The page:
Abuse sick time and lose it

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Oct 01, 2007

What can I do to get my employees to stop abusing sick days and show up to work on time?


Jan Miller
Most managers dance around this issue or avoid it altogether, rationalizing that they can't expect people not to get ill, says Jan Miller, senior consultant at Veterinary Best Practice in Hillsboro, Ore. If they do confront the problem, the employee often comes back with, "But I can't help it if I get sick!"

"Then the tears start," Miller says. "That's enough to cause most managers to back off."

The same holds true for chronic tardiness, she says. There's always going to be a reason—or an excuse—for it. But the issue isn't about missing work; it's about attending work. Therefore a change in terminology may be the best way to address this problem behavior.

If you use the phrase "excessive absenteeism" when talking to an employee, you're implying that there's an acceptable level of absenteeism, Miller says. But, really, you don't want any absences. So you need to emphasize attendance instead. Here are Miller's three tips for making chronic absenteeism and tardiness a thing of the past:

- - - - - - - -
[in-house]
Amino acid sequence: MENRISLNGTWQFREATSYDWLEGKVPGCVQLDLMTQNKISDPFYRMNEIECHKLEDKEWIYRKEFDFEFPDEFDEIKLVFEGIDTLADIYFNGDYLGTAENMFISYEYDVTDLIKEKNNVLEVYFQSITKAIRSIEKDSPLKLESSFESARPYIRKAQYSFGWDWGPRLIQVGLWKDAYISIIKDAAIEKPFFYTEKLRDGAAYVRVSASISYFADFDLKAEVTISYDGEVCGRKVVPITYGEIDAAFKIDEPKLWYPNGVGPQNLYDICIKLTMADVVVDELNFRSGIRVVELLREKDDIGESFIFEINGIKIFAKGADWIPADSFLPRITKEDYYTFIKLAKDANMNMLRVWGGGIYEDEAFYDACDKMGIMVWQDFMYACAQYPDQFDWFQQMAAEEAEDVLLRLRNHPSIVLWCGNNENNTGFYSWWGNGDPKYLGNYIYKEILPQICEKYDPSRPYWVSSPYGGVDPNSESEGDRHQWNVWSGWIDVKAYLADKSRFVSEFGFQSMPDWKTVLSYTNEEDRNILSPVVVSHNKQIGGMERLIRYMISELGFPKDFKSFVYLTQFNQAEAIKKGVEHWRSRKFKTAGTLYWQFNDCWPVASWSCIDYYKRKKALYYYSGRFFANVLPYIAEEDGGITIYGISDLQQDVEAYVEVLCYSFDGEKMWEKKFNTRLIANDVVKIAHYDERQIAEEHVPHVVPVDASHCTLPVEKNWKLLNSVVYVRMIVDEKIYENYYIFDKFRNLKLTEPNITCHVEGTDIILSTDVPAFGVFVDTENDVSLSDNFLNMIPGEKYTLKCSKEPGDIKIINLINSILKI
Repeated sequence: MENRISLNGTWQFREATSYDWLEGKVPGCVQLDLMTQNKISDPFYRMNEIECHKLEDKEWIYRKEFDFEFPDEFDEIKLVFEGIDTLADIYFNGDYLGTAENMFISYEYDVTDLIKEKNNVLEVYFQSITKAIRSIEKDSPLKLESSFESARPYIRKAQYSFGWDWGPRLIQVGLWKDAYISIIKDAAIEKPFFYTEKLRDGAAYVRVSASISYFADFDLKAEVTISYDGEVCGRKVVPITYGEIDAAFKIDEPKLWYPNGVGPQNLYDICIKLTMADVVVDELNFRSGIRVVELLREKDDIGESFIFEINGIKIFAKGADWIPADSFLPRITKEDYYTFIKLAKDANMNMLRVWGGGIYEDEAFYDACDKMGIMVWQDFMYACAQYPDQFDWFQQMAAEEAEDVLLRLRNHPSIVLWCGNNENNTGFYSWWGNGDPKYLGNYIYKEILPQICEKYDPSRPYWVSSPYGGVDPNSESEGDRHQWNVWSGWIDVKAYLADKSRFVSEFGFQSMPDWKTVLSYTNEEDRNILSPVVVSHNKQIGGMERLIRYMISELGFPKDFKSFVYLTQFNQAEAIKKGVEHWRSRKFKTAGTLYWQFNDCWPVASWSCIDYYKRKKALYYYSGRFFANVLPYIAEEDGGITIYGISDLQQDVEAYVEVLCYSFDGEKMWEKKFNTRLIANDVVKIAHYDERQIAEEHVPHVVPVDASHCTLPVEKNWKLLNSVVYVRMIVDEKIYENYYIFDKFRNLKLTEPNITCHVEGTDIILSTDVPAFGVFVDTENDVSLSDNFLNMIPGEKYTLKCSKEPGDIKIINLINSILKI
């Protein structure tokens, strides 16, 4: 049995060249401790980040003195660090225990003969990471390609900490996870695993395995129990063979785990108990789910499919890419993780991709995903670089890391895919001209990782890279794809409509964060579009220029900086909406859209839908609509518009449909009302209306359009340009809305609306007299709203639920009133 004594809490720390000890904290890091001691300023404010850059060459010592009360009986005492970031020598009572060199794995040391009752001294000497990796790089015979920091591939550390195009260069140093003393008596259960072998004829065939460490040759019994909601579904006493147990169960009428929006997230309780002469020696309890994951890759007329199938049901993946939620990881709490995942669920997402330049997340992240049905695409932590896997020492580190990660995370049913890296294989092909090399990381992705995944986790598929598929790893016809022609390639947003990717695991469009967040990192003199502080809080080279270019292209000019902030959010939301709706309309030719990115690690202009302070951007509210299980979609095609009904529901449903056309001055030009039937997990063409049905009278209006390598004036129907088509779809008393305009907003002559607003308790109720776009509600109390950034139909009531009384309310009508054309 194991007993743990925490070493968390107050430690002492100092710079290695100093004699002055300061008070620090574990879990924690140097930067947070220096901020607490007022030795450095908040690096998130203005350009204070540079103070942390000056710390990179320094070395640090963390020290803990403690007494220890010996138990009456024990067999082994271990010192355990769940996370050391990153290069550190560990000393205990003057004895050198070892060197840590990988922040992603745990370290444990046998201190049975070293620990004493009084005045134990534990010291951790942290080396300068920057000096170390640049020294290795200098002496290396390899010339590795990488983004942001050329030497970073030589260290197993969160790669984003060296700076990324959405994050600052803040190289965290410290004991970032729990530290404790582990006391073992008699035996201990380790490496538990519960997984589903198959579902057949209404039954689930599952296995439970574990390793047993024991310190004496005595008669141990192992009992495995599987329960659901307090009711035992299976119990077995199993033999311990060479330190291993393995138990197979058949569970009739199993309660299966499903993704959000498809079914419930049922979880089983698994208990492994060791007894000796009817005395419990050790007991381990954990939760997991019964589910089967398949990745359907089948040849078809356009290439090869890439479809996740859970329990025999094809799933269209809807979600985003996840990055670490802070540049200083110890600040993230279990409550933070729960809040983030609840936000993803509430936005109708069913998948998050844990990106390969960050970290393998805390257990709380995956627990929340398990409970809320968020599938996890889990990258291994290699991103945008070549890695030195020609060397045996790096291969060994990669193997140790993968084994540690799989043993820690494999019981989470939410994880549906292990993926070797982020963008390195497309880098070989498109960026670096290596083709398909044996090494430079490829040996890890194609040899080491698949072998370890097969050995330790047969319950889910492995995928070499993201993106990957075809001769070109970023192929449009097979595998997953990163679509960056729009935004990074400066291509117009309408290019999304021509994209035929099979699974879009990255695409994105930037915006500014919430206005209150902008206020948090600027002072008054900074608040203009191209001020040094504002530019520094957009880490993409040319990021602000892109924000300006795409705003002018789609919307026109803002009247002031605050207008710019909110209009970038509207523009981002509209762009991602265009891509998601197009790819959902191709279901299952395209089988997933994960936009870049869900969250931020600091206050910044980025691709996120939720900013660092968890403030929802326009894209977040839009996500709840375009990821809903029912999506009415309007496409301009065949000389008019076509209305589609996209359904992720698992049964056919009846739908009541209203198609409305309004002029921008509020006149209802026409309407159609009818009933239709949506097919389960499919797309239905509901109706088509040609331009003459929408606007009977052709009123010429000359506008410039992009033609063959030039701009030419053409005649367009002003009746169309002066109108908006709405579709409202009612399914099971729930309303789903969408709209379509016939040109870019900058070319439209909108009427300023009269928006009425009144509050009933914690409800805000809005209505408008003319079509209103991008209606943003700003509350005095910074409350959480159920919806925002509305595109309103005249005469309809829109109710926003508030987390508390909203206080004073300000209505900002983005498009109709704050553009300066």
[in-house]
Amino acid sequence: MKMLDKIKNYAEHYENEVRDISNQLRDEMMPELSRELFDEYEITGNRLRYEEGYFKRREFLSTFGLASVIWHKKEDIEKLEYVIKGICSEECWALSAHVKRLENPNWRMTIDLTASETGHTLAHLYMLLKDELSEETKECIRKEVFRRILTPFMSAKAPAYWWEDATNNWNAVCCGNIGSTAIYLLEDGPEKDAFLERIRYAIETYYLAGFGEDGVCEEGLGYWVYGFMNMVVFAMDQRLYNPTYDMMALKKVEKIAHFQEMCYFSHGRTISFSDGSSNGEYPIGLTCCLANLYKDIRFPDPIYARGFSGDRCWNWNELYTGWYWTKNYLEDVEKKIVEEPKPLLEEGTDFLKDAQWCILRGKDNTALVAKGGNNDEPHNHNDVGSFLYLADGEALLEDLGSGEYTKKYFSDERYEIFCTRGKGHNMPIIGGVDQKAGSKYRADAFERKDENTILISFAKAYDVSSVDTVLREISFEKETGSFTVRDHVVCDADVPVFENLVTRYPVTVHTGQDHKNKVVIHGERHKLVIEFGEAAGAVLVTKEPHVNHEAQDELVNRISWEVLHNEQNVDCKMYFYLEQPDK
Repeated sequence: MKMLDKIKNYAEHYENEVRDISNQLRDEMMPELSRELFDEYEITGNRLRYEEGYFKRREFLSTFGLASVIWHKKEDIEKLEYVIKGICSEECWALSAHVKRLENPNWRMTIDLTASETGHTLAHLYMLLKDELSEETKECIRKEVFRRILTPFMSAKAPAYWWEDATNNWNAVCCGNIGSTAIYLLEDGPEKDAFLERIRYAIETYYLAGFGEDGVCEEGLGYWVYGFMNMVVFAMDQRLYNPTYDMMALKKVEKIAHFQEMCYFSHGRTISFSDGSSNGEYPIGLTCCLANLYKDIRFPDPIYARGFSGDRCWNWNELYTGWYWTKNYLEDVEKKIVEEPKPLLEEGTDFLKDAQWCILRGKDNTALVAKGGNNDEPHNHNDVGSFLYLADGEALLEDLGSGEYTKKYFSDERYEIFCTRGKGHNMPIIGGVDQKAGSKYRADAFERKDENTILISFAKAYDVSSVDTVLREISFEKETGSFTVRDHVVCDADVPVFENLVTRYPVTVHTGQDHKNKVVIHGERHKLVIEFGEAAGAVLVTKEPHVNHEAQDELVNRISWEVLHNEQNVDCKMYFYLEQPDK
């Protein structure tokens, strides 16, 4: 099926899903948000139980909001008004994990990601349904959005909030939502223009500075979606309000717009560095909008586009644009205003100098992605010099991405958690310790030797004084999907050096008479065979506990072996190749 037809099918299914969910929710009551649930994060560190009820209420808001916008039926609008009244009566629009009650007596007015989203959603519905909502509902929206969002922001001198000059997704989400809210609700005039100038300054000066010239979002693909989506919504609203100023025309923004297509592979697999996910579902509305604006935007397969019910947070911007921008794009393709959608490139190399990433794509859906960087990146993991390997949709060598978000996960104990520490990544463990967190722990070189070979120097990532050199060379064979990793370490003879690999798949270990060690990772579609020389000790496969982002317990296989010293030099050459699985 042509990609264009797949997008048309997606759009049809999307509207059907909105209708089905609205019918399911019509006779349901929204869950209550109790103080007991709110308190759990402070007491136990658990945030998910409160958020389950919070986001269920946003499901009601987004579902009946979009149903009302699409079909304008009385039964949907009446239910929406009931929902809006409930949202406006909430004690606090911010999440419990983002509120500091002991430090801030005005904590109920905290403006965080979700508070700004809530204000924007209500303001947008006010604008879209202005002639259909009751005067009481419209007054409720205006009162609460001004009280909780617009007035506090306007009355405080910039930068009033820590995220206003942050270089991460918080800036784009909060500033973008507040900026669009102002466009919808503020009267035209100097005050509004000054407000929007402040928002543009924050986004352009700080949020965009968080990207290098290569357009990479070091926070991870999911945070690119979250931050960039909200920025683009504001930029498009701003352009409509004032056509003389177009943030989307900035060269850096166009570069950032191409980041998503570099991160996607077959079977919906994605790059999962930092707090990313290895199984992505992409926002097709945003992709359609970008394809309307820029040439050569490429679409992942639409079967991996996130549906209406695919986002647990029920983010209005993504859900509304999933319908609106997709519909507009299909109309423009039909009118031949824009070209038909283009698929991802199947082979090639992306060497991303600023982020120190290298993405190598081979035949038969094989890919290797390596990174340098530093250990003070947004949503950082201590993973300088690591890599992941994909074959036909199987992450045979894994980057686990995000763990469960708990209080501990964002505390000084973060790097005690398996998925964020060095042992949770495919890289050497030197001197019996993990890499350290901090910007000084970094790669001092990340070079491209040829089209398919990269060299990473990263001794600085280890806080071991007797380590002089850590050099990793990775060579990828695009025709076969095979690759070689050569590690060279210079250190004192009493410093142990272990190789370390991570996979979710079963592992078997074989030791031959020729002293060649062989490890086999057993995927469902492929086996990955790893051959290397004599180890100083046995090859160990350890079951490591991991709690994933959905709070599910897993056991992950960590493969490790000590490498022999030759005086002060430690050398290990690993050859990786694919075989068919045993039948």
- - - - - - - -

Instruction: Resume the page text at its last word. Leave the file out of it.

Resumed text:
1. Change your focus. During staff meetings, discuss the importance of regular attendance and punctuality. Emphasize what you want: everybody at work, on time, all the time. Discussing the importance of regular attendance is less confrontational than talking about absenteeism.

2. Eliminate sick leave. Introduce a policy of paid time off (PTO) instead. PTO combines vacation and sick time into one category. Why does it work?

  • It changes the focus from illness to wellness and from unscheduled time off to scheduled time off. Scheduled time off is easier to manage.
  • The reason for time off doesn't matter because it all comes out of the same bucket—no more excuses.
  • It rewards employees who manage their unscheduled time off with the possibility of more vacation time. For those employees who have historically used sick time as a source of extra spontaneous vacation, this policy appropriately depletes their available vacation accrual.

3. Change your employee manual. Instead of including an "absenteeism policy," craft an "attendance policy" like the following:

Because of the critical nature of veterinary medicine, it's mandatory that every employee maintain regular attendance. Our attendance expectations are simple and clear: Every employee is expected to be at work and on time every day he or she is scheduled to work. Employees should take the steps necessary to maintain good health and should manage personal business outside of their scheduled work times.